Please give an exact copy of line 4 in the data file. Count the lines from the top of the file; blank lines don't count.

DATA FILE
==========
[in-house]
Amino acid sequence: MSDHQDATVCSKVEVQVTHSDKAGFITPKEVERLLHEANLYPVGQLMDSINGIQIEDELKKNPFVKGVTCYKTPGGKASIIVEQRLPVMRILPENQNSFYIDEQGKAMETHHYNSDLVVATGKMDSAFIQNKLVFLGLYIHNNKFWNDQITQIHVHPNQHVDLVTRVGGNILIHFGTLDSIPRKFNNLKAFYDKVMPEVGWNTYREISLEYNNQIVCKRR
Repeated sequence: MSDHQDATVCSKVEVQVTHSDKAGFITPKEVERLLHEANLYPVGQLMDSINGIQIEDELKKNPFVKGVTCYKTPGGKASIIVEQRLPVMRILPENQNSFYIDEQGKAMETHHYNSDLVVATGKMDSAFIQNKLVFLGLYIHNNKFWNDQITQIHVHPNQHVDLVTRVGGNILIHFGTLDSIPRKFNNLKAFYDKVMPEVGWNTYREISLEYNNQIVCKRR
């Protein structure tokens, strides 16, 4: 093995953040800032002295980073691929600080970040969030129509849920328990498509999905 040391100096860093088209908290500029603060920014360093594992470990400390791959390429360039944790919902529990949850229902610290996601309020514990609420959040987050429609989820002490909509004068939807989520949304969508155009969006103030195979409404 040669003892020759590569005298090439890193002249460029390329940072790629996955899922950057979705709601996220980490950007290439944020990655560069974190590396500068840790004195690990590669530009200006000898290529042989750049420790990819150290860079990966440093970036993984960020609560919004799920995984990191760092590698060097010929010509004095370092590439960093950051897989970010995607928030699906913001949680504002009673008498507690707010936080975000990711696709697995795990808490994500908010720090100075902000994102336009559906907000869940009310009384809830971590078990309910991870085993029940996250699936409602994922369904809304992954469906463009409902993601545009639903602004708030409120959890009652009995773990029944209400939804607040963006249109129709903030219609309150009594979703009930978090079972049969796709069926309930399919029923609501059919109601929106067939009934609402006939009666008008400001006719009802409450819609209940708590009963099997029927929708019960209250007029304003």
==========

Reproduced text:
């Protein structure tokens, strides 16, 4: 093995953040800032002295980073691929600080970040969030129509849920328990498509999905 040391100096860093088209908290500029603060920014360093594992470990400390791959390429360039944790919902529990949850229902610290996601309020514990609420959040987050429609989820002490909509004068939807989520949304969508155009969006103030195979409404 040669003892020759590569005298090439890193002249460029390329940072790629996955899922950057979705709601996220980490950007290439944020990655560069974190590396500068840790004195690990590669530009200006000898290529042989750049420790990819150290860079990966440093970036993984960020609560919004799920995984990191760092590698060097010929010509004095370092590439960093950051897989970010995607928030699906913001949680504002009673008498507690707010936080975000990711696709697995795990808490994500908010720090100075902000994102336009559906907000869940009310009384809830971590078990309910991870085993029940996250699936409602994922369904809304992954469906463009409902993601545009639903602004708030409120959890009652009995773990029944209400939804607040963006249109129709903030219609309150009594979703009930978090079972049969796709069926309930399919029923609501059919109601929106067939009934609402006939009666008008400001006719009802409450819609209940708590009963099997029927929708019960209250007029304003």